Man Overboard

Andrei Sobol



[ . . . ] And the Lieutenant-Captain was seriously tired of other people’s passports, of never-ending family names, from Ivanov to Chavchavadze, and of registration.

The barrister has been spinning like a top with every knock at the door, concealing under a floorboard rings, gold watches, and letters written by Milyukov during his presidency at the Kadet Provincial Committee, and he was longing for Paris: either to hear the truth from Milyukov, or to have a break from the constant searches.

David Potbelly, on the other hand, didn’t correspond with Milyukov, didn’t admit nor expel Tsaritsyn, and yet he had three crosses to carry, a triple struggle: he was a Jew, he had a wart of catastrophic proportions, its tail hanging down to his lip, and he had his last name. The first of these got him regular beatings; the second one made him the object of mockery; and the third made life completely unbearable.

From spring until fall, Potbelly was scurrying among different cities. When the sun rose, Potbelly rose as well and departed from Golta. Green was spreading everywhere; in the forest, lilies of the valley were blossoming. Meanwhile, in Golta, shutters were being nailed down, mothers were clutching their children, and old people were wandering around aimlessly. When the sun was at its fiery zenith, Potbelly would go through yards and fields to the train station, and the Chieftain Marusia would sneak toward the pillows, the synagogue candlesticks. As the sun was setting, Potbelly was escaping Voznesensk, and Angel’s gang was tumbling in on their carts with uproar and boom.

How many nights can a person go without sleeping? Fields sleep; the sky sleeps above; even stars take naps; but Potbelly doesn’t sleep. Every minute he has to look around him; every moment he has to listen guardedly to catch the beating of hooves, or drunken singing, he has to, he has to . . .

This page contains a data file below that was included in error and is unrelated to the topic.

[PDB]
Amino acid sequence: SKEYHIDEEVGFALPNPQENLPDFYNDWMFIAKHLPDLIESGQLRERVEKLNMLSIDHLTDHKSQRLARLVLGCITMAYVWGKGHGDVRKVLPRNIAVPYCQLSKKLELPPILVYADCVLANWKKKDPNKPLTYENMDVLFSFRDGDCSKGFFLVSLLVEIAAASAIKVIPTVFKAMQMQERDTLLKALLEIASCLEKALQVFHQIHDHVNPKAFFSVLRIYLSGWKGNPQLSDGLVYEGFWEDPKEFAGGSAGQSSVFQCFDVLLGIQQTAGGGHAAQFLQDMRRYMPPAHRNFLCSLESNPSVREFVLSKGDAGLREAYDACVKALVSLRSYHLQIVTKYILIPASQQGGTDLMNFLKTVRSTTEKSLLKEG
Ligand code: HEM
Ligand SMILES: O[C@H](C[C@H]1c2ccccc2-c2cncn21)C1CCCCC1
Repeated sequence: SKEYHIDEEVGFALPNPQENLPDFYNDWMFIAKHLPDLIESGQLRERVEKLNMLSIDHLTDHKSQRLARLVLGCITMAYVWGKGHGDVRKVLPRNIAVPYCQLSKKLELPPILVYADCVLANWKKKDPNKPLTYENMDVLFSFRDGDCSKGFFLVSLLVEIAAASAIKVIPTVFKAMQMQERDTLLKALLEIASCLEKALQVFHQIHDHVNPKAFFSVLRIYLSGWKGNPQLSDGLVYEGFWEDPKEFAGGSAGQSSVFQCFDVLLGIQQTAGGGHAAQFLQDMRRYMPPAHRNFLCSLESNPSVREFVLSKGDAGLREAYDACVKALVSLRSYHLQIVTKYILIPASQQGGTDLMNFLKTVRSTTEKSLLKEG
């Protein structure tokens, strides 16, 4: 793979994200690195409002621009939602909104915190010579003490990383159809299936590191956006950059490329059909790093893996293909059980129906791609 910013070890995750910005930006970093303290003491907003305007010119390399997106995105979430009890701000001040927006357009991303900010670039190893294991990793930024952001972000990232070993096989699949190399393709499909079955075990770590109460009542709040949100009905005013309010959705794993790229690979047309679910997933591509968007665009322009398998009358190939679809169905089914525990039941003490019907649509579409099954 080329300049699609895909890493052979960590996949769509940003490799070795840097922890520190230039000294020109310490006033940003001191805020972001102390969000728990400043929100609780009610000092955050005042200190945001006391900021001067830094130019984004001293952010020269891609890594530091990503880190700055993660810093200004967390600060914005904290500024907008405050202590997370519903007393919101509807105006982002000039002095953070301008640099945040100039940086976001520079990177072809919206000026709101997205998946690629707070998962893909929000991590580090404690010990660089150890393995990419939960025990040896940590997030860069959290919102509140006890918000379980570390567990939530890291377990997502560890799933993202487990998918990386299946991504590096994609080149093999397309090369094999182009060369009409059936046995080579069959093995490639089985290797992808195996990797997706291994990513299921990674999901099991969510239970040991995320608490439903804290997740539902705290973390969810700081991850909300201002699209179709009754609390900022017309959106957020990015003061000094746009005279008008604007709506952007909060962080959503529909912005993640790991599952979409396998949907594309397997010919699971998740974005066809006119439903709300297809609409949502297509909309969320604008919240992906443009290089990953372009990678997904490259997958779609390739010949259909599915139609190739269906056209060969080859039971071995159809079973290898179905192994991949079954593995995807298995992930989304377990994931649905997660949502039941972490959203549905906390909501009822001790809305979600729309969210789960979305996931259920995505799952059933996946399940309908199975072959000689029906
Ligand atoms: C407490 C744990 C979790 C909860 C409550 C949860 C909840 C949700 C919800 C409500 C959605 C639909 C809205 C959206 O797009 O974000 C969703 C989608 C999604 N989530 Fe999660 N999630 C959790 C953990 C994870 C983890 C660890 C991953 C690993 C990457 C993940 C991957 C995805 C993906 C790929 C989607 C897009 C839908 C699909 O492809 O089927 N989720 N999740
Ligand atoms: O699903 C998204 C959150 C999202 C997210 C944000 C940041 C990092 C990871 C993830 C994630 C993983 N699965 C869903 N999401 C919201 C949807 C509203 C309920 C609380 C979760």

And it is clear to Potbelly that what he needs is Palestine, that he needs a Lebanese cedar to lean against, to stretch out his stiff legs and, having glanced at the Jewish sky, to fall into blessed, childish sleep at the tomb of Rachel the Matriarch—“Blessed be God, our Master, who grants sleep to weary eyes.”

And the wart also: it seems that while there are Black Army soldiers, chieftain women, county-clerk chieftains, fugitive ensigns crawling out of the dense forest—head hunters—one should really forget about the wart, that same wart that, many years ago, Yakov Milkhiker the pharmacist, wordsmith, and correspondent for the business paper Birzhevka, used to call: “A comet among luminaries.” Birzhevka is long gone. Milkhiker is somewhere in the East, either in Afghanistan or in India, doing diplomatic work, but the comet remains, and its tail remains. Potbelly has no diplomatic skills; Potbelly needs a Jewish colony next to Arabic huts.

And the last name also: at the police station, as they were renewing his passport, they asked: “What’s the last name? Paunch?”

And again, it seems that all Jews are being attacked, Mendeleviches are being attacked, as well as Goldbergs, and it doesn’t matter to Ol’ Danilchik who to pierce with his bayonet—be it Diamond, a person with such a loud last name, or Yankelevich, who himself doesn’t care about anything anymore. And yet: Potbelly, Potbelly, Potbelly—always uproarious laughter.

There must be a land, after all, where simplicity and pride may be found: David son of Simon—an ancient, pleasant name under one’s own ancient and pleasant sky.

Translated by


Andrei Sobol, from Chelovek za bortom [Man Overboard] (Moscow: Knigopisnaya palata, 2001), pp. 109–10. Originally published by Zemlia i fabrika, 1927.

Published in: The Posen Library of Jewish Culture and Civilization, vol. 8.

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